How to be happy: don’t mention slavery?
@KevinLevin pointed me to “By George,” Maira Kalman’s latest and final installment in her “And the Pursuit of Happiness” project, which has been running in the New York Times for a while now. I like Kalman’s illustration style, and her meditation on George Washington’s life and his home at Mount Vernon (among many other topics) is worth reading. She debunks the cherry-tree myth, which has become almost a de rigueur gesture among writers these days. But “By George” contributes to an even more pernicious fiction, as Kalman neglects to mention the ways that Washington’s life was intertwined with the slavery system.
In Kalman’s telling, when Washington retired from national service, he was acting just as any of the NYT‘s more well-heeled readers might. He returned to his country home, Mount Vernon, where he lived a bucolic existence “under the shadow of my own vine and my own fig tree,” as he put it. He ate locally-produced food; he had beehives and a mill that ground the corn from his own fields. He sat on his porch and looked out on the Potomac River, a view that Kalman reproduces for us.
The beautiful landscapes Kalman shows at Mount Vernon, maintained today by a professional staff, were kept during Washington’s time by some paid white workers but also by African-American farmers and artisans, who forged metalwork, tended gardens and fields and beehives, and otherwise kept the place running. Many are buried in the small slave burial ground on the property.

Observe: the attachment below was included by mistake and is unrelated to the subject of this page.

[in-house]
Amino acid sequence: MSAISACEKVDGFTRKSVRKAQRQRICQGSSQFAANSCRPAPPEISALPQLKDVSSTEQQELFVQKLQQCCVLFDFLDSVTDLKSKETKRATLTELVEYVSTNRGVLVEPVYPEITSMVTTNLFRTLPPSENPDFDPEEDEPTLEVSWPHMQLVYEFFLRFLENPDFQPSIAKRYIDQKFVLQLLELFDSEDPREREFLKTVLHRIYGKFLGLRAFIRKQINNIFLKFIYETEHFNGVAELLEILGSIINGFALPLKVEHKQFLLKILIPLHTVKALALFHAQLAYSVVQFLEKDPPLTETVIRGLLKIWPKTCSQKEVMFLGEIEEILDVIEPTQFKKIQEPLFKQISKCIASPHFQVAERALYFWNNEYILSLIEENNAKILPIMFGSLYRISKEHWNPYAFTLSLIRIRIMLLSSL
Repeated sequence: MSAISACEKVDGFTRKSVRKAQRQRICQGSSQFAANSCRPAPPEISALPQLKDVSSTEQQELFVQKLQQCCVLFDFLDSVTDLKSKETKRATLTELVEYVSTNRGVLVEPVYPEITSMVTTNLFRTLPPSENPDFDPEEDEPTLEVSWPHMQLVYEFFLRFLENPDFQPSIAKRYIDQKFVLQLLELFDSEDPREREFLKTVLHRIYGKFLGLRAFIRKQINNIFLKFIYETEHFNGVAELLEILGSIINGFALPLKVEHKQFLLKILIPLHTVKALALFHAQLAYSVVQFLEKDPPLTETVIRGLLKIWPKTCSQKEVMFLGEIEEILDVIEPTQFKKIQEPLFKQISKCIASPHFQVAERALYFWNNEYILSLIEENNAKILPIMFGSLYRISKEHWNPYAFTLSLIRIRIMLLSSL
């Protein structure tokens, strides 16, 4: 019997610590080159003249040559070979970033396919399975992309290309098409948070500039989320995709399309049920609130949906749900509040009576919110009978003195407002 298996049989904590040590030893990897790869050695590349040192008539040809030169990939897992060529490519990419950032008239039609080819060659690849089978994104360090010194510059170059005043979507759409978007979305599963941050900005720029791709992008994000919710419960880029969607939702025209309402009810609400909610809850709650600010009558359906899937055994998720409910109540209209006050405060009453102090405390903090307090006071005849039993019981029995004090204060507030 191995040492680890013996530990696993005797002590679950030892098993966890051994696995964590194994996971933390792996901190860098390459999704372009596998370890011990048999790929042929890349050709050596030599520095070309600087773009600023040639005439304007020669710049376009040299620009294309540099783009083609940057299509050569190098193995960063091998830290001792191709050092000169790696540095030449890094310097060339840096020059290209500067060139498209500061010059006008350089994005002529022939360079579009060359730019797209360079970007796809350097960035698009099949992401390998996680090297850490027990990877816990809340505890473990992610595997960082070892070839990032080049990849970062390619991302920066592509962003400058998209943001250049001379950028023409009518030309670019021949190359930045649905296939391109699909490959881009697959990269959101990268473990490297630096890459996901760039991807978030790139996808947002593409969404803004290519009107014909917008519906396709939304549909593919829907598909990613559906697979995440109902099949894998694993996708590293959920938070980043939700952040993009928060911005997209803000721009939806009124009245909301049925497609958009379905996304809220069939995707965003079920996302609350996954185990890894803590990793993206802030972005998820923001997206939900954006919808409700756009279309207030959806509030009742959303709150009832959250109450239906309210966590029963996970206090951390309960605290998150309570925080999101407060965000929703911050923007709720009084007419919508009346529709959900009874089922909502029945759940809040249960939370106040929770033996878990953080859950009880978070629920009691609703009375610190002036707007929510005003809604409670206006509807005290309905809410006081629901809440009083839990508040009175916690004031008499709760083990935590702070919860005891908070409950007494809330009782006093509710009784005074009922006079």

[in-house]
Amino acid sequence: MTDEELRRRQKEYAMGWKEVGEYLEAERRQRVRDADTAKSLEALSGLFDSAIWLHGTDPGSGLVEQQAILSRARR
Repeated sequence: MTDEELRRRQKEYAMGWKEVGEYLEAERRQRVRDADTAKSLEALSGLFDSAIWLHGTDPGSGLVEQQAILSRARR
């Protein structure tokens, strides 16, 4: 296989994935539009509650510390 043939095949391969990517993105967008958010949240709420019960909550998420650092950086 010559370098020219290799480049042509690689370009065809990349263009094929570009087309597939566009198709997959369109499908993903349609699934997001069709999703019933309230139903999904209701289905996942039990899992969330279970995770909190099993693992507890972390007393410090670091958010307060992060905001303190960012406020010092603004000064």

Anyone who’s been to Mount Vernon or read moderately on the history of the revolutionary generation knows that Washington owned people too. At the age of 11, he inherited 10 slaves, but by his death he was owner or part-owner of over 300 men, women, and children. In his will, he famously freed the 123 enslaved people he owned outright (less than half of the total.)
The Mount Vernon Ladies’ Association, which bought the property in 1853 and which Kalman also describes, also would have gained their money from the labor of enslaved people, since almost all substantial wealth in Virginia during the early 19th century was connected to the slave system. (By the early 19th century, Virginia and most other southern states strictly regulated manumission, requiring that any freed slave leave the state— a measure meant to discourage slaveowners from emancipating their human property.)
Kalman uses stories about George Washington and Mount Vernon as a starting point for a piece about what it means to be happy, how humans might find happiness. Reflecting on the dead (both historic and recent) in a kind of memento mori, she asks, “Where are you all?,” then points out, “This is NOT a question to ask / if you want to be / Happy.”
One wonders whether Washington’s complicity with slavery is also, for Kalman, not a topic to consider “in the pursuit of happiness.” It’s essential for her readers to know those stories too.